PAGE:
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Fundoplication - children; Nissen fundoplication - children; Belsey (Mark IV) fundoplication - children; Toupet fundoplication - children; Thal fundoplication - children; Hiatal hernia repair - children; Endoluminal fundoplication - children
Anti-reflux surgery is surgery to tighten the muscles at the bottom of the esophagus (the tube that carries food from the mouth to the stomach). Problems with these muscles can lead to gastroesophageal reflux disease (GERD).
This surgery can also be done during a hiatal hernia repair.
This article discusses anti-reflux surgery repair in children.
The most common type of anti-reflux surgery is called fundoplication. This surgery usually takes 2 to 3 hours.
Your child will be give general anesthesia before the surgery. That means the child will be asleep and unable to feel pain during the procedure.
The surgeon will use stitches to wrap the upper part of your child' s stomach around the end of the esophagus. This helps prevent stomach acid and food from flowing back up.
A gastrostomy tube (g-tube) may be put in place if your child has had swallowing or feeding problems. This tube helps with feeding and releases air from your child' s stomach.
Another surgery, called pyloroplasty may also be done. This surgery widens the opening between the stomach and small intestine so the stomach can empty faster.
This surgery may be done several ways, including:
The surgeon may need to switch to an open procedure if there is bleeding, a lot of scar tissue from earlier surgeries, or if the child is very overweight.
Endoluminal fundoplication is similar to a laparoscopic repair, but the surgeon reaches the stomach by going through the mouth. Small clips are used to tighten the connection between the stomach and esophagus.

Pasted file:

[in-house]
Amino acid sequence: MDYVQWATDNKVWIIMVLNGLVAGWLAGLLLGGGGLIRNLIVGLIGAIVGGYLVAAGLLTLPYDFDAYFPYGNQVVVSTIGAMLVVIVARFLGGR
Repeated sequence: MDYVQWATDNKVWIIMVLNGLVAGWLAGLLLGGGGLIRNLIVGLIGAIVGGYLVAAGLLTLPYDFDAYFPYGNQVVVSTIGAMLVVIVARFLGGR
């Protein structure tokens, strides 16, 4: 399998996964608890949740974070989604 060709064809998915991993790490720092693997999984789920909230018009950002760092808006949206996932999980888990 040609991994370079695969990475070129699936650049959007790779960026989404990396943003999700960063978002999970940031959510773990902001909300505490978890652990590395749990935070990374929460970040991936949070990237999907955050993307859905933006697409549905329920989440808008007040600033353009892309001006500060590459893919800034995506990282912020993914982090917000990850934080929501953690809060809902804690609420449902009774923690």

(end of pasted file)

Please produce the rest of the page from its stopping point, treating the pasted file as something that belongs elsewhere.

Anti-reflux surgery is usually done to treat GERD in children only after medicines have not worked or complications develop. Your child' s doctor may suggest anti-reflux surgery when:
Brant K. Oelschlager BK, Eubanks TR, Pellegrini CA. Hiatal Hernia and Gastroesophageal Reflux Disease. In: Townsend CM, Beauchamp RD, Evers BM, Mattox KL, eds. Sabiston Textbook of Surgery. 18th ed. Philadelphia, Pa: Saunders Elsevier; 2008:chap 42.
Orenstein S, Peters J, Khan S, Youssef N, Hussain SZ. Gastroesophageal reflux disease (GERD). In: Kliegman RM, Behrman RE, Jenson HB, Stanton BF, eds. Nelson Textbook of Pediatrics. 18th ed. Philadelphia, Pa: Saunders Elsevier; 2007:chap 320.
Lobe TE. The current role of laparoscopic surgery for gastroesophageal reflux disease in infants and children. Surg Endosc. 2007 Feb;21(2):167-74.
Saedon M, Gourgiotis S, Germanos S. Is there a changing trend in surgical management of gastroesophageal reflux disease in children? World J Gastroenterol. 2007 Sep 7;13(33):4417-22.
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